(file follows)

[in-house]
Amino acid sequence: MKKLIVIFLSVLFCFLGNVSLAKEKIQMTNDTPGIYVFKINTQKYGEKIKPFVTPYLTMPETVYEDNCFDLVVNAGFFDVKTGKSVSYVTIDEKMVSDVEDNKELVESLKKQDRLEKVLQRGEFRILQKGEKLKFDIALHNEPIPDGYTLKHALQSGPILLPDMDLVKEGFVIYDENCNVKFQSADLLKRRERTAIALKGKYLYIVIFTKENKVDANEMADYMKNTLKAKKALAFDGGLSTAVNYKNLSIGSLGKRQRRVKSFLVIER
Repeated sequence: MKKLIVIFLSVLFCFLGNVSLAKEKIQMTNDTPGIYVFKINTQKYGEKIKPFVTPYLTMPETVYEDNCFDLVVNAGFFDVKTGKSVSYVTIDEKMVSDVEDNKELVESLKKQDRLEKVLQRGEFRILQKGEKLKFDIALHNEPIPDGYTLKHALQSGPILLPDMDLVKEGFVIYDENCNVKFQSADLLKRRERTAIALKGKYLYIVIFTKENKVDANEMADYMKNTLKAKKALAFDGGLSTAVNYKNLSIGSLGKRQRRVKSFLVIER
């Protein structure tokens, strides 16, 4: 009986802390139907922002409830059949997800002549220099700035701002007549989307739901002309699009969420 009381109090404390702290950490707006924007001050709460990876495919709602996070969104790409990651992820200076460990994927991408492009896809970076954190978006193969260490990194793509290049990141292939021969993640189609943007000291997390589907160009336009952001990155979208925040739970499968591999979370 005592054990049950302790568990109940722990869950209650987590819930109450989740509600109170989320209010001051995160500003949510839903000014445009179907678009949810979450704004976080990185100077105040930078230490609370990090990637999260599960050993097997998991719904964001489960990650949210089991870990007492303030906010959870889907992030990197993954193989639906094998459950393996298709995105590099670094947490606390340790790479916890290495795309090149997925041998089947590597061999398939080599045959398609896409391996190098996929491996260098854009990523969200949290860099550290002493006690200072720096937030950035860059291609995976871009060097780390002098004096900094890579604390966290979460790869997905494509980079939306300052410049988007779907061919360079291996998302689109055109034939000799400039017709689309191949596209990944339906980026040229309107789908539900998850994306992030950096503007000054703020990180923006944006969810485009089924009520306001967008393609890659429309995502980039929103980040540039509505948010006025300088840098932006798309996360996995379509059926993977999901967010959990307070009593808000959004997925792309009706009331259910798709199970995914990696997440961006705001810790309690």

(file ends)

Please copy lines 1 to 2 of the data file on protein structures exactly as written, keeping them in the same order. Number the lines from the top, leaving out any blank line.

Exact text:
[in-house]
Amino acid sequence: MKKLIVIFLSVLFCFLGNVSLAKEKIQMTNDTPGIYVFKINTQKYGEKIKPFVTPYLTMPETVYEDNCFDLVVNAGFFDVKTGKSVSYVTIDEKMVSDVEDNKELVESLKKQDRLEKVLQRGEFRILQKGEKLKFDIALHNEPIPDGYTLKHALQSGPILLPDMDLVKEGFVIYDENCNVKFQSADLLKRRERTAIALKGKYLYIVIFTKENKVDANEMADYMKNTLKAKKALAFDGGLSTAVNYKNLSIGSLGKRQRRVKSFLVIER